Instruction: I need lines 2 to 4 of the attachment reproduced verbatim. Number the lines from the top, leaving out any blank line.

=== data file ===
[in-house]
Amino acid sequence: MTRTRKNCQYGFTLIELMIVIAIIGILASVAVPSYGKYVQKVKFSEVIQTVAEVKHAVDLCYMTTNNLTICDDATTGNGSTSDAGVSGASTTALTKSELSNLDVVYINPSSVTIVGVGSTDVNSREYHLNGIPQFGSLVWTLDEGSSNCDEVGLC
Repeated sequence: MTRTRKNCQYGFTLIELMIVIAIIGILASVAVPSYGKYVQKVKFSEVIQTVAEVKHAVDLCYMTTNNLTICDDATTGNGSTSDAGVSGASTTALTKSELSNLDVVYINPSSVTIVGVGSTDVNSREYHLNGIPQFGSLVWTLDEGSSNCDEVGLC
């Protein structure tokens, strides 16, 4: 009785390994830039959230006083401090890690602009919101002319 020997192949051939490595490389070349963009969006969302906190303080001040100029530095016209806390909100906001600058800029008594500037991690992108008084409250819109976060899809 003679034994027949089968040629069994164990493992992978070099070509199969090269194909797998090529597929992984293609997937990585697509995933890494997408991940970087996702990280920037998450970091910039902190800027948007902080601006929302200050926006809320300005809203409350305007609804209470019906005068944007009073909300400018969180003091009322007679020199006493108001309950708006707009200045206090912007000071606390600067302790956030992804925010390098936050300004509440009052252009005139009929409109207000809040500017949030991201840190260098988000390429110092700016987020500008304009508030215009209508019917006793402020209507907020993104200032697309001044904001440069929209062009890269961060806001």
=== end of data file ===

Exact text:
Amino acid sequence: MTRTRKNCQYGFTLIELMIVIAIIGILASVAVPSYGKYVQKVKFSEVIQTVAEVKHAVDLCYMTTNNLTICDDATTGNGSTSDAGVSGASTTALTKSELSNLDVVYINPSSVTIVGVGSTDVNSREYHLNGIPQFGSLVWTLDEGSSNCDEVGLC
Repeated sequence: MTRTRKNCQYGFTLIELMIVIAIIGILASVAVPSYGKYVQKVKFSEVIQTVAEVKHAVDLCYMTTNNLTICDDATTGNGSTSDAGVSGASTTALTKSELSNLDVVYINPSSVTIVGVGSTDVNSREYHLNGIPQFGSLVWTLDEGSSNCDEVGLC
């Protein structure tokens, strides 16, 4: 009785390994830039959230006083401090890690602009919101002319 020997192949051939490595490389070349963009969006969302906190303080001040100029530095016209806390909100906001600058800029008594500037991690992108008084409250819109976060899809 003679034994027949089968040629069994164990493992992978070099070509199969090269194909797998090529597929992984293609997937990585697509995933890494997408991940970087996702990280920037998450970091910039902190800027948007902080601006929302200050926006809320300005809203409350305007609804209470019906005068944007009073909300400018969180003091009322007679020199006493108001309950708006707009200045206090912007000071606390600067302790956030992804925010390098936050300004509440009052252009005139009929409109207000809040500017949030991201840190260098988000390429110092700016987020500008304009508030215009209508019917006793402020209507907020993104200032697309001044904001440069929209062009890269961060806001």